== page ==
A leap forward in 1971 is inspiration for the work we do today

When St. Jude ended its Christmas in July celebration 50 years ago, it was a sign of great and hopeful days ahead.

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It’s July and we’re not celebrating Christmas. And that’s a good thing. It's cause for its own celebration, really. Because up until 1971, an annual tradition celebrated at St. Jude Children’s Research Hospital had been Christmas in July. Most kids diagnosed with cancer at that time, sadly, wouldn’t live to see December.

In a July 8, 1971 Memphis newspaper story, in a section aptly titled “Today’s Good News,” Dr. Donald Pinkel, the first St. Jude medical director said, “The survival rate has improved so much that the majority of children who have leukemia and other cancers are living more than a year. Our clinic now expects a vast majority of the children here to celebrate Christmas on Dec. 25.”

In fact, within the year, St. Jude would announce acute lymphoblastic leukemia, the most common form of childhood cancer, would achieve a survival rate of 50 percent. Up from just 4 percent a decade earlier when St. Jude opened. Today, the survival rate for ALL at St. Jude is 94 percent.

Good news, indeed.

But we take such good news in stride because that final 6 percent represents subtypes of leukemia, such as ALL in infants with a survival rate of less than 50 percent, which are extremely difficult to treat.

The survival rates for relapsed diseases and other, more complex cancers such as Diffuse Intrinsic Pontine Glioma (DIPG), are tragically low as well. DIPG is a tumor that starts in the brain stem where breathing and heart rate are controlled. It’s typically diagnosed in children between the ages of 5 and 10, is practically inoperable, and affects the muscles that help them see, hear, walk, talk and eat. At this time there is no cure for this tumor.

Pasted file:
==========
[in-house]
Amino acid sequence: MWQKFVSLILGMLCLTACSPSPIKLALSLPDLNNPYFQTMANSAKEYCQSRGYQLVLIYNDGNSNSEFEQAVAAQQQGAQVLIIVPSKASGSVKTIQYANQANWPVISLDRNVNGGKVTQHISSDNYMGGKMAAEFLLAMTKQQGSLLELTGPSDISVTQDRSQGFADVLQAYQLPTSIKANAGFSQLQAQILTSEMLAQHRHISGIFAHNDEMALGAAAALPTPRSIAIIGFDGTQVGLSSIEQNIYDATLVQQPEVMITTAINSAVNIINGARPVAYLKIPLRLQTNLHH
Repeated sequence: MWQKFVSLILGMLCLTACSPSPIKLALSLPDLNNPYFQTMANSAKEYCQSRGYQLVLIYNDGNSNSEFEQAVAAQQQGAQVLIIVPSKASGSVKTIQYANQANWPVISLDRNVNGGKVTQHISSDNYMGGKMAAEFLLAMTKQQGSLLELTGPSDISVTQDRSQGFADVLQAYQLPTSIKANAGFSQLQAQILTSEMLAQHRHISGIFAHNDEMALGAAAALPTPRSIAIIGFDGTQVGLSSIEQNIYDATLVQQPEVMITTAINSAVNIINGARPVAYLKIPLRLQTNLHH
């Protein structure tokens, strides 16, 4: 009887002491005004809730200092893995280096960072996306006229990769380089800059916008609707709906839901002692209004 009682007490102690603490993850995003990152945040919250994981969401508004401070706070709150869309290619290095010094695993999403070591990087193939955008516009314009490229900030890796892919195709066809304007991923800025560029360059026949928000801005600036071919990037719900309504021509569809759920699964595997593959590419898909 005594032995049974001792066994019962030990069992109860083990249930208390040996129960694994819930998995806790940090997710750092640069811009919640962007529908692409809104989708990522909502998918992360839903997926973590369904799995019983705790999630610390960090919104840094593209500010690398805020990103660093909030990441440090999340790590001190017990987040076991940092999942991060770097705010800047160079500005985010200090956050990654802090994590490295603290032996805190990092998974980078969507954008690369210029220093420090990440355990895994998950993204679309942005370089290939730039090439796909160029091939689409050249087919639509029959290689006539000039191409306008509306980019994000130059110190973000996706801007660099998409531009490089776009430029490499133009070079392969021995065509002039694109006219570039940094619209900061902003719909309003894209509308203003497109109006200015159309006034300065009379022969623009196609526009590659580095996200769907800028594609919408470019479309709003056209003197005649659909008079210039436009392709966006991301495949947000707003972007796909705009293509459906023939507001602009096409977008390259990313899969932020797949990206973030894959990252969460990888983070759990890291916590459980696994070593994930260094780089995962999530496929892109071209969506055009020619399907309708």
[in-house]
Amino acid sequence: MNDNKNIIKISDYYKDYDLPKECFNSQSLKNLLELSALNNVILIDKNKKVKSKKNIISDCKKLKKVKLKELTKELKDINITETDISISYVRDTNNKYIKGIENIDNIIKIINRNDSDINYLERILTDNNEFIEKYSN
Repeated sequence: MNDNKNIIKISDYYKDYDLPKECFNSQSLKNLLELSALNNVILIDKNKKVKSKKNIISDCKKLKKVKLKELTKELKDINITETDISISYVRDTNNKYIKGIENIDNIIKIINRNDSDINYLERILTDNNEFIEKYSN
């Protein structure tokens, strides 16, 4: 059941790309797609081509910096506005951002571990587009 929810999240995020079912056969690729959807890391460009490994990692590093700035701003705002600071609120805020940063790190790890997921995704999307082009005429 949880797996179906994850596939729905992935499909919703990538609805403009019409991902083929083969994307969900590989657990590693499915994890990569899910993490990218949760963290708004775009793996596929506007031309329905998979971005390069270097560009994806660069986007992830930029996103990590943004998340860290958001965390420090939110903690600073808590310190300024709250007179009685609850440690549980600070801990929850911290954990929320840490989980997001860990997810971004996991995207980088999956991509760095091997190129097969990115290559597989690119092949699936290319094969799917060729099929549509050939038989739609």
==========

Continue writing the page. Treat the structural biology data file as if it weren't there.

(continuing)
It’s what Joshua’s family learned he had while on a trip from their home in Macon, Georgia, to visit the Birmingham Civil Rights Institute. Instead of spending that Labor Day weekend learning about Dr. Martin Luther King Jr., and the struggle of African Americans in this country, his family learned Joshua had roughly 12 months to live.

He celebrated Christmas that year, but it would be his last.

At St. Jude, we recognize each great scientific advancement such as increasing the overall childhood cancer survival rate from less than 20 percent to 80 percent in this country since 1962. But we remember every loss as well. And we vow to do everything in our power to ensure moms and dads like Joshua’s don’t know the pain of a last Christmas.

In 1971, we saw more and more kids beating the odds and surviving for more weeks, months and years. But even as cancer research and treatment have progressed, with four out of every five kids surviving, that’s still not enough.

When the one child dying is yours, it’s too many. “The hurt and the heartache,” Joshua’s mom said, “they never go away.”

In the most recent St. Jude strategic plan, thanks to millions of supporters like you around the world, $3.7 billion will be spent over the next six years to expand cancer-focused research and related clinical care focused on raising survival rates for the highest-risk cancers and for children with relapsed diseases.

For kids like Joshua, who loved playing with his toy trains and singing gospel hymns. And for the roughly 300 others who will be diagnosed with DIPG this year.

Thanks to you, our supporters, we’re building on the successes of past decades to care for more children around the world, giving them the gift of more holidays spent with family.

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